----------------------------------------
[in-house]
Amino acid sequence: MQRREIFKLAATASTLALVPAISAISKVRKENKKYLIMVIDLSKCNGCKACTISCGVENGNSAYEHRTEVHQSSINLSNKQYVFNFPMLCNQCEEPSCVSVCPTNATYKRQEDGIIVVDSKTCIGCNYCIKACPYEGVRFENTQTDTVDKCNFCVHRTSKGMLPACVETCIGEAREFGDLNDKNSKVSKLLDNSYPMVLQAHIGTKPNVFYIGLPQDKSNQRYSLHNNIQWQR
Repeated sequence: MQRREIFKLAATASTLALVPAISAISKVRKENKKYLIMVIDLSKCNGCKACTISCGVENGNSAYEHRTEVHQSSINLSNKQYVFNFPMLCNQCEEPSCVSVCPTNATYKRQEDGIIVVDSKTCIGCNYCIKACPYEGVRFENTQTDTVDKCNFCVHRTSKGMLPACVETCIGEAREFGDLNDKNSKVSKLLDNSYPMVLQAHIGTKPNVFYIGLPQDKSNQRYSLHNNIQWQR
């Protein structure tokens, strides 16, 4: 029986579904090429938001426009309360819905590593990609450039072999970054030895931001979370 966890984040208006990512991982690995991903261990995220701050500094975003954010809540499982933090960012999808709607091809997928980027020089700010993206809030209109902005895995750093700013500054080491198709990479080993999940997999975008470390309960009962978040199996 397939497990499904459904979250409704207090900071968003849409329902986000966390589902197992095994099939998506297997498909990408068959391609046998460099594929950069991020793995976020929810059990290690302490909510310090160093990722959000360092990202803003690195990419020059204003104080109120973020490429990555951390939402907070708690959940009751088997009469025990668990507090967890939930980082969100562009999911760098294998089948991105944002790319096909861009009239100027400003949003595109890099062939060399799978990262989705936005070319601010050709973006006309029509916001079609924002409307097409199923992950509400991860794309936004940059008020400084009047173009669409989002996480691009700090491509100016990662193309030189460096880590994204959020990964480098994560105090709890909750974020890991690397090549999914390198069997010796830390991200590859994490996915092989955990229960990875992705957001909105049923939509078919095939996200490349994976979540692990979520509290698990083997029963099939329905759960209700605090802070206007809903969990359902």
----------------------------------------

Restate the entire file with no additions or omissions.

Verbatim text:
[in-house]
Amino acid sequence: MQRREIFKLAATASTLALVPAISAISKVRKENKKYLIMVIDLSKCNGCKACTISCGVENGNSAYEHRTEVHQSSINLSNKQYVFNFPMLCNQCEEPSCVSVCPTNATYKRQEDGIIVVDSKTCIGCNYCIKACPYEGVRFENTQTDTVDKCNFCVHRTSKGMLPACVETCIGEAREFGDLNDKNSKVSKLLDNSYPMVLQAHIGTKPNVFYIGLPQDKSNQRYSLHNNIQWQR
Repeated sequence: MQRREIFKLAATASTLALVPAISAISKVRKENKKYLIMVIDLSKCNGCKACTISCGVENGNSAYEHRTEVHQSSINLSNKQYVFNFPMLCNQCEEPSCVSVCPTNATYKRQEDGIIVVDSKTCIGCNYCIKACPYEGVRFENTQTDTVDKCNFCVHRTSKGMLPACVETCIGEAREFGDLNDKNSKVSKLLDNSYPMVLQAHIGTKPNVFYIGLPQDKSNQRYSLHNNIQWQR
């Protein structure tokens, strides 16, 4: 029986579904090429938001426009309360819905590593990609450039072999970054030895931001979370 966890984040208006990512991982690995991903261990995220701050500094975003954010809540499982933090960012999808709607091809997928980027020089700010993206809030209109902005895995750093700013500054080491198709990479080993999940997999975008470390309960009962978040199996 397939497990499904459904979250409704207090900071968003849409329902986000966390589902197992095994099939998506297997498909990408068959391609046998460099594929950069991020793995976020929810059990290690302490909510310090160093990722959000360092990202803003690195990419020059204003104080109120973020490429990555951390939402907070708690959940009751088997009469025990668990507090967890939930980082969100562009999911760098294998089948991105944002790319096909861009009239100027400003949003595109890099062939060399799978990262989705936005070319601010050709973006006309029509916001079609924002409307097409199923992950509400991860794309936004940059008020400084009047173009669409989002996480691009700090491509100016990662193309030189460096880590994204959020990964480098994560105090709890909750974020890991690397090549999914390198069997010796830390991200590859994490996915092989955990229960990875992705957001909105049923939509078919095939996200490349994976979540692990979520509290698990083997029963099939329905759960209700605090802070206007809903969990359902």